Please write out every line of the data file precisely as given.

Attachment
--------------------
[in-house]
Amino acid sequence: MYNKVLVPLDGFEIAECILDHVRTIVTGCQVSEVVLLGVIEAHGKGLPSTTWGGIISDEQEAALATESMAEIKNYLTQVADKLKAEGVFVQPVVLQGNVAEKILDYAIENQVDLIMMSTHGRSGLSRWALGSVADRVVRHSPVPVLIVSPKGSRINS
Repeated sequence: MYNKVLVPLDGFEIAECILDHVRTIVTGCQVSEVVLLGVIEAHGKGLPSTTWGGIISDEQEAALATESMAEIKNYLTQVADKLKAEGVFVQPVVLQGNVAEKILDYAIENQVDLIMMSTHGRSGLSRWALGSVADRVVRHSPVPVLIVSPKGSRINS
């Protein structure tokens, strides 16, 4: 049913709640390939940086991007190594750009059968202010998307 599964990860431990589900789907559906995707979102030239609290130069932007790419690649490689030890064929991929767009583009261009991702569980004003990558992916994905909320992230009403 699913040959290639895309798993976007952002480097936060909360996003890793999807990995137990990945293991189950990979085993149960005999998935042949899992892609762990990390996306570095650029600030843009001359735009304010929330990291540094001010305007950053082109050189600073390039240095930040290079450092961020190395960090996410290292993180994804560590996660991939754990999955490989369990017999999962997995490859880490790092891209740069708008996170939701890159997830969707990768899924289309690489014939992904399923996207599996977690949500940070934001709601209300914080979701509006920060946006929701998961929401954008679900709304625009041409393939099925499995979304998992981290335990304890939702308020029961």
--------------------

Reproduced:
[in-house]
Amino acid sequence: MYNKVLVPLDGFEIAECILDHVRTIVTGCQVSEVVLLGVIEAHGKGLPSTTWGGIISDEQEAALATESMAEIKNYLTQVADKLKAEGVFVQPVVLQGNVAEKILDYAIENQVDLIMMSTHGRSGLSRWALGSVADRVVRHSPVPVLIVSPKGSRINS
Repeated sequence: MYNKVLVPLDGFEIAECILDHVRTIVTGCQVSEVVLLGVIEAHGKGLPSTTWGGIISDEQEAALATESMAEIKNYLTQVADKLKAEGVFVQPVVLQGNVAEKILDYAIENQVDLIMMSTHGRSGLSRWALGSVADRVVRHSPVPVLIVSPKGSRINS
């Protein structure tokens, strides 16, 4: 049913709640390939940086991007190594750009059968202010998307 599964990860431990589900789907559906995707979102030239609290130069932007790419690649490689030890064929991929767009583009261009991702569980004003990558992916994905909320992230009403 699913040959290639895309798993976007952002480097936060909360996003890793999807990995137990990945293991189950990979085993149960005999998935042949899992892609762990990390996306570095650029600030843009001359735009304010929330990291540094001010305007950053082109050189600073390039240095930040290079450092961020190395960090996410290292993180994804560590996660991939754990999955490989369990017999999962997995490859880490790092891209740069708008996170939701890159997830969707990768899924289309690489014939992904399923996207599996977690949500940070934001709601209300914080979701509006920060946006929701998961929401954008679900709304625009041409393939099925499995979304998992981290335990304890939702308020029961």